The Brighton Mysteries, Day 1


The Narrative of Sterling Pons



My name is Sterling Pons.

I’m a writer, or was. Having been “in-between projects” for some time, in the early years of the new century I moved from London to Brighton in the hopes of making a clean break with the literary scene there, to which I felt I had never really belonged.

Some hope – my friends and former colleagues from London with their hip tattoos and little dogs loved to visit our charming little city by the coast for away days… or perhaps they just wanted to see how far their pal the thriller writer and one-time next big thing had fallen? Why had I retired and gone away? Hadn’t I sold my novel to Hollywood, after all?

Well yes, but that movie never got made, of course. I couldn’t tell them that I got tired of explaining it to people once things got caught up in development hell and the money that had once come in the form of fat advances finally ran out. I had to get drunk every weekend just to deal with them. My agent had almost given up on me and stopped calling. I wasn’t getting a scrap of work done.

And so things might have gone on – if I had only been so lucky.



Harry Rubik was dead. On that score there was no argument.

American by birth, a famous film director in the nineteen sixties, he had come to Britain to live as a virtual recluse behind the closed doors of his mansion that had been the setting for a number of scenes in his film of The Life of Tristram Shandy (1977).

The other thing that Rubik was famous for was his association with the occult. There were supernatural themes in several of his movies. In the nineteen eighties a man called Varley had got himself in the newspapers by claiming that a weird skull he had dug up in the desert somewhere was some kind of interdimensional alien being. It seemed to bear a strange resemblance to the creature from Rubik’s 1968 science fiction film Of Time And Stars, which lead to the suspicion that Varley had made the whole thing up after ingesting too many psychedelic substances on his travels round the Yucatan peninsula.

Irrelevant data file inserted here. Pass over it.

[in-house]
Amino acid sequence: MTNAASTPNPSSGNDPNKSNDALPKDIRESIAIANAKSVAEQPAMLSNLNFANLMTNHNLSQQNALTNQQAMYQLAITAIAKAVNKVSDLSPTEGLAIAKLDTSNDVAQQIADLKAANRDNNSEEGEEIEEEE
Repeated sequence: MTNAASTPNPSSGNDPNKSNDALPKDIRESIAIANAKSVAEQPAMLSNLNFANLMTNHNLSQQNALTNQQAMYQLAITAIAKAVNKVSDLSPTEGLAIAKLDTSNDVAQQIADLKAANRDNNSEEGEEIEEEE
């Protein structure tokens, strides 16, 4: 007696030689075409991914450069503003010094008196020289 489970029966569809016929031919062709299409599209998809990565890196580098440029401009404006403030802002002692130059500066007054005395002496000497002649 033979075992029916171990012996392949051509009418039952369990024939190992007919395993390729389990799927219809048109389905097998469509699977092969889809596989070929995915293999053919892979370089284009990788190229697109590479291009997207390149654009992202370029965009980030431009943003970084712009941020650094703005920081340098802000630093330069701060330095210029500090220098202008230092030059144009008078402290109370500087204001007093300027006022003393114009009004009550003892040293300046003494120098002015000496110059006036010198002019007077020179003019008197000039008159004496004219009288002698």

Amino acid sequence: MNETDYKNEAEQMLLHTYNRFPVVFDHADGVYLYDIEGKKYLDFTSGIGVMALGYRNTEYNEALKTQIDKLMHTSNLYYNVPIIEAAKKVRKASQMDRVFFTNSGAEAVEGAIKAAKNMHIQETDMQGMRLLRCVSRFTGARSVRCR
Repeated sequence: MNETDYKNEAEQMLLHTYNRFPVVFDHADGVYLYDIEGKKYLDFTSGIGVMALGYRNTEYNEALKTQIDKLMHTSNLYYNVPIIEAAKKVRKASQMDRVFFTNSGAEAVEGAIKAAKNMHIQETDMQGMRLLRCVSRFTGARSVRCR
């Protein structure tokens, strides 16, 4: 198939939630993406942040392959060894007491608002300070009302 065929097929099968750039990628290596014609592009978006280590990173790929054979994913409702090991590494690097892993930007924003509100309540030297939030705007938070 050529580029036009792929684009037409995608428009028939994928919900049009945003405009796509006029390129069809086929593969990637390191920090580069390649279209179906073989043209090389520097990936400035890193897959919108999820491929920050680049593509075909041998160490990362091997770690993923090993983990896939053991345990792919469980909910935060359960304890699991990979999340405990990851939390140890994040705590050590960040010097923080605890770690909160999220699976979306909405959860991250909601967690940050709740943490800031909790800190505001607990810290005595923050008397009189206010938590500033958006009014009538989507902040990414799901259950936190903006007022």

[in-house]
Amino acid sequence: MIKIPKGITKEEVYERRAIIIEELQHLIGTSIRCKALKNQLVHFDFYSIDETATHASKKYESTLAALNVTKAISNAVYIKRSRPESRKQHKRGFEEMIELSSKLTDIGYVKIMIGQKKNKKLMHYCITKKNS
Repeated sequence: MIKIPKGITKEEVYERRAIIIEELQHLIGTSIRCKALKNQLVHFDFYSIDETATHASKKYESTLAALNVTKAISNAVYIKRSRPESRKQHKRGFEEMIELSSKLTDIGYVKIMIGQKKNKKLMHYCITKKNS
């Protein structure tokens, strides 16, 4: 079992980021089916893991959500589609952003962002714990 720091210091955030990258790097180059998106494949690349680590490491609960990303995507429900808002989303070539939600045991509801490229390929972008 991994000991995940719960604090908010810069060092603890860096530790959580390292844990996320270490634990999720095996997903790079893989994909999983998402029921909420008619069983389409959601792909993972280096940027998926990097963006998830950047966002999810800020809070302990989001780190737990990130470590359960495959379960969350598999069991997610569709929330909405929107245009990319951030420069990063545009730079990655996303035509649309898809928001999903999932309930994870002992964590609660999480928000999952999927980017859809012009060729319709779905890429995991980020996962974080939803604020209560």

But there were others who said that Rubik knew something, that maybe the events in his fictional story of an alien invasion were playing out for real, and what if it wasn’t even that fictional at all and he was trying to warn us about something? What if he was even one of THEM??

The great auteur remained silent and the story went away, as such things have a habit of being conveniently forgotten like so many pages of unfilmed scripts in a draw, without any further explanation ever being given.




Ned Spartacus was a man who looked after houses for people who had too much money and got paid to stop real squatters coming in, in the days before rich people changed the law so that they could get the police to do the dirty work of dealing with poor people for nothing, saving them the hassle of evicting commoners from their property themselves. After the bottom fell out of that business he sat down to write the book he’d been promising to write since university (which was where he and I met in __________, although that’s another story).

Although he might be the smartest person in any given room, Ned would have told you that he considered himself a second class thinker at best, though the breadth and depth of learning with which he filled his cranium would have shamed the most learned Oxford scholar. He was the kind of lifelong chancer who got by, having invented a role for himself, and didn’t see much point ever going beyond that. But the right people must have remembered him, because years after we graduated and went our seperate ways he got an offer from an old uni-buddy who had been a near neighbour of the late Harry Rubik, which is where my friend heard the story he would recount to me over coffee one autumn morning in the kitchen of the dingy little flat in Brighton where I was supposed to be working on my latest novel…


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